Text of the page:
For examples on how to assess risk for products and delivery methods, see the FINTRAC Guidance on the Risk-Based Approach.
Assess whether your own store or business location, the countries to which you transfer funds, and the countries from which you receive funds could pose a high risk for ML/TF activities.
In the assessment of your geography, you have to consider whether the geographic locations in which you operate or undertake activities potentially pose a high risk for money laundering and terrorist financing. Depending on your business and operations, this can range from your immediate surroundings, whether rural or urban, to a province or territory, multiple jurisdictions within Canada (domestic) or other countries.
Some examples of geographic elements that need to be reflected in your assessment are:
- High crime areas as they may present additional ML/TF risks.
- A rural area where clients are known to you could present a lesser risk compared to a large city where new clients and anonymity are more likely. However, the known presence of organized crime in a rural area would obviously present a higher risk.
- Is your business close to a border-crossing? Proximity to a border-crossing could increase the risk due to the fact that your business may be the first point of entry into the financial system.
- If you conduct transactions with foreign clients who are based in countries subject to sanctions, embargoes or other measures, you should consider that as high-risk. For example, the United Nations will occasionally issue an advisory about a certain country. Refer to:
For more examples on how to assess risk for geographic locations, see the FINTRAC Guidance on the Risk-Based Approach.
Other factors relevant to your business (if applicable)
Assess other factors that may apply to your business that do not fall in the other categories. There may be something about your business that can make it more attractive to individuals who want to carry out ML/TF activities.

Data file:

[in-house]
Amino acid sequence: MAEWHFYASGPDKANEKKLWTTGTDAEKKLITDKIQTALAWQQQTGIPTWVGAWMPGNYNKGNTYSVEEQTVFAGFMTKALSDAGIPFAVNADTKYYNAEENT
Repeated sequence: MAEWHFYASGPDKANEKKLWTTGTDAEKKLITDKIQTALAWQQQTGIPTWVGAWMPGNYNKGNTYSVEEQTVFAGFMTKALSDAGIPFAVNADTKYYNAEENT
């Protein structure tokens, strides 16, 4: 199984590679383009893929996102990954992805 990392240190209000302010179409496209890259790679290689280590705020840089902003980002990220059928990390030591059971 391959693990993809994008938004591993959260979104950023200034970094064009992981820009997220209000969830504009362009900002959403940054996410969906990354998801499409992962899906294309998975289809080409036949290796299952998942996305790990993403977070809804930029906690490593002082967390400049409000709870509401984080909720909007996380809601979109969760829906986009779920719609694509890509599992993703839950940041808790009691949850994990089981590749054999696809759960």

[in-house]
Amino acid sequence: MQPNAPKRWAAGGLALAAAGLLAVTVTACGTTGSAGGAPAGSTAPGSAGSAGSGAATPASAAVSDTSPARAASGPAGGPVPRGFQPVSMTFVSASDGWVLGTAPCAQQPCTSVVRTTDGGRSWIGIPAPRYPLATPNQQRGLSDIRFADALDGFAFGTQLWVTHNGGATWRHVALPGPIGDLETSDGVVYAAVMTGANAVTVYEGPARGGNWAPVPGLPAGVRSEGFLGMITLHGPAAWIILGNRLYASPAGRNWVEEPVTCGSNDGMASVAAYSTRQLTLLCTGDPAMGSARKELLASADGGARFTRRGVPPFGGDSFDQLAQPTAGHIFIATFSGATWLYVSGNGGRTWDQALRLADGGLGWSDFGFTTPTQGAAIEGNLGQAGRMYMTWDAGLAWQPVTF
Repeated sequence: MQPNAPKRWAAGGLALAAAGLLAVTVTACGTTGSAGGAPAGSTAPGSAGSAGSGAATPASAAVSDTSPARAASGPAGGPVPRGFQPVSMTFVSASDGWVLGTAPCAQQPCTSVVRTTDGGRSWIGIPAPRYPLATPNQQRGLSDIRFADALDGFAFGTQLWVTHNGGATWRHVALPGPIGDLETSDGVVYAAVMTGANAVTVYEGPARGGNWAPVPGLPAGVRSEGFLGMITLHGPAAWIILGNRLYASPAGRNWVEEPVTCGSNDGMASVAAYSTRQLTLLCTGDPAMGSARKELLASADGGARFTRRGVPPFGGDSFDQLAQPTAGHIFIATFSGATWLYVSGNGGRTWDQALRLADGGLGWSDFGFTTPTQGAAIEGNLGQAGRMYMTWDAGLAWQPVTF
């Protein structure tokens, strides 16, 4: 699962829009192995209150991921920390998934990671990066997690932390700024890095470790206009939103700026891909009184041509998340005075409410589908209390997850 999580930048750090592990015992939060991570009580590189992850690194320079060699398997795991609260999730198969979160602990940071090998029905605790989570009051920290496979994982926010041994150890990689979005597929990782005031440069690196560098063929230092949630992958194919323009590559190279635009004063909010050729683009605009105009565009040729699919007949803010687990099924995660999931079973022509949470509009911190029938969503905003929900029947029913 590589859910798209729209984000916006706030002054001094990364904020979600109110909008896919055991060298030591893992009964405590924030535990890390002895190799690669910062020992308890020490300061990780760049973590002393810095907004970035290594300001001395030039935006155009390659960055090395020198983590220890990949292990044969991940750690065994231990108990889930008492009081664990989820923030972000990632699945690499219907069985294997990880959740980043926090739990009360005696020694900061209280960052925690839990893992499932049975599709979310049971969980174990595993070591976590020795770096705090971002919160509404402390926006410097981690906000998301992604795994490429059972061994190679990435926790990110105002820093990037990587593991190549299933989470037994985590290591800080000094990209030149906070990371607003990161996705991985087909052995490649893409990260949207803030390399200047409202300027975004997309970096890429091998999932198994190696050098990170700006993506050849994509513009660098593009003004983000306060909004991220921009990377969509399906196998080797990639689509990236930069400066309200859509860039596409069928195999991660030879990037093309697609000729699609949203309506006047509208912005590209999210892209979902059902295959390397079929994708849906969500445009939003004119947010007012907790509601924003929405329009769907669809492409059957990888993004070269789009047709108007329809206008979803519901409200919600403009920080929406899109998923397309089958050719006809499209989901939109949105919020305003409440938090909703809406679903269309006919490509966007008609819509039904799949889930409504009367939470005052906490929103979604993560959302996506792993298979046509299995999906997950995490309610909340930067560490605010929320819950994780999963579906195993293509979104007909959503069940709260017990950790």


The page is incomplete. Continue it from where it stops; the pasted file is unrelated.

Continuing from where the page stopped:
Some examples that may apply to you are:
- Your operational structure, size, number of branches, and employees, such as:
- A business with a high employee turnover.
- A business where newer staff are not adequately supervised.
Business-based risk assessment worksheet
The following worksheet is for illustrative purposes only (please see additional instructions in Annex A). Using this worksheet could be an easy way for your entity to present the inherent risks related to your business, or you may develop your own worksheet.
Note: The information below is provided as an example only. Your entity may have more risk factors to consider. Furthermore, you may have different risk ratings. For more options, you can consult the matrix included in the FINTRAC Guidance on the Risk-Based Approach.
LIST OF FACTORS
Identify all the factors that apply to your business (i.e. products and delivery channels, geography, other relevant factors)
Assess each factor (e.g. low, medium or high)
Explain why you assigned that particular rating
DESCRIBE MITIGATION MEASURES FOR HIGH RISKS IDENTIFIED IN COLUMN A.
||High risk||High value products that can be easily concealed, transported or liquidated.||
||High risk||Possibility of third party involvement in the payment or receipt of products.||
||High risk||The business may be the first point of entry into the financial system.||
2-Relationship-based risk assessment (i.e. your clients)